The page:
Investing.com - The euro erased gains against the U.S. dollar on Friday, after the release of downbeat U.S. consumer sentiment data, while market attention turned to the Federal Reserve's upcoming policy meeting next week.
hit 1.3258 during U.S. morning trade, the session low; the pair subsequently consolidated at 1.3264, shedding 0.24%.
The pair was likely to find support at 1.3167, the low of September 9 and resistance at 1.3340, the high of August 29.
In a preliminary report, the University of Michigan said U.S. consumer sentiment fell to a six-month low of 76.8 in September, from a reading of 82.1 the previous month, confounding expectations for a decline to 82.0.
The report came after official data showed that U.S. retail sales rose 0.2% in August, disappointing expectations for a 0.4% rise, after an upwardly revised 0.4% increase the previous month.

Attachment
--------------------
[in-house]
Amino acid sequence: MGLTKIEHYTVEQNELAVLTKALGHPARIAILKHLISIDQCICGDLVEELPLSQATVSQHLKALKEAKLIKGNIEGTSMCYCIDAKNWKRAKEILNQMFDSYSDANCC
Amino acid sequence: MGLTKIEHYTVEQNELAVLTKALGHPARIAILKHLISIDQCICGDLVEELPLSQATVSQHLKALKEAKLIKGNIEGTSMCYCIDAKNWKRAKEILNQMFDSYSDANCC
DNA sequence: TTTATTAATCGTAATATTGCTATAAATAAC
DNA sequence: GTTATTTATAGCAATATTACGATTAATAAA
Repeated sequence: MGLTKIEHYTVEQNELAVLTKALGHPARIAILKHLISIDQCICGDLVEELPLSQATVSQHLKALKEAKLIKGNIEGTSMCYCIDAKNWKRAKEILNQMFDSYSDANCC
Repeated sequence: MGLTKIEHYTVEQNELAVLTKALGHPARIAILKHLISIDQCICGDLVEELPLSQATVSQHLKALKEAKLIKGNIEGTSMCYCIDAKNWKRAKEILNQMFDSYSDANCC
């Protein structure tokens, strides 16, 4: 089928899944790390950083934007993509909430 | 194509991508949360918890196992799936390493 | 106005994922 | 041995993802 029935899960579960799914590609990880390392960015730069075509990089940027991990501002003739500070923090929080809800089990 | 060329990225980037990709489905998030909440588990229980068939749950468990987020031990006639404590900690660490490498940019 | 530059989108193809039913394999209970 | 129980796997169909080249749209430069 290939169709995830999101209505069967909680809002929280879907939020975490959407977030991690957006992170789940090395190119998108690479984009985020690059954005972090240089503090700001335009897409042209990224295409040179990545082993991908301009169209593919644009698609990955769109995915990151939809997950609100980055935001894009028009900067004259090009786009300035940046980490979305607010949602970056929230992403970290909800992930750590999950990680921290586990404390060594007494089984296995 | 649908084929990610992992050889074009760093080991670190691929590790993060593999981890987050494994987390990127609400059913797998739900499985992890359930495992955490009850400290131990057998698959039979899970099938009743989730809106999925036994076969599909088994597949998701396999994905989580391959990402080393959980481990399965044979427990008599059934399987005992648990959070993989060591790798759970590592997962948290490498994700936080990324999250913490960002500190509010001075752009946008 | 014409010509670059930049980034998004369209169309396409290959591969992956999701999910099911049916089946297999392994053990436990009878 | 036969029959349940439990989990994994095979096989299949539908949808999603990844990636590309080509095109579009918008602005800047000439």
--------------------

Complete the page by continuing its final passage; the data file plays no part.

Core retail sales, excluding automobiles, rose 0.1% last month, confounding expectations for a 0.3% gain, after an upwardly revised 0.6% increase in July.
A separate report showed that U.S. producer price inflation rose 0.3% in August, more than the expected 0.2%, after a flat reading the previous month.
Core producer price inflation, excluding food and energy, was flat last month, compared to expectations for a 0.1% rise, after a 0.1% gain in July.
The data came amid growing uncertainty over whether the U.S. central bank will start to unwind its USD85 billion-a-month asset purchase program.
Meanwhile, euro zone finance ministers were meeting in Vilnius, Lithuania, to discuss further reforms to strengthen the region's banking sector.
On Thursday, the European Parliament approved legislation to allow the European Central Bank to oversee banks in the 17 nation currency bloc. ECB President Mario Draghi said the vote was “a real step forward” in establishing a banking union.
The euro was also lower against the pound with declining 0.59%, to hit 0.8365.
In addition, concerns over Syria persisted as U.S. Secretary of State John Kerry and Russian Foreign Minister Sergei Lavrov continued talks on disarming Syria's chemical weapons program.
Commenting on the negociations, Kerry said pledges of Syria's regime to give up its chemical arms were "simply not enough."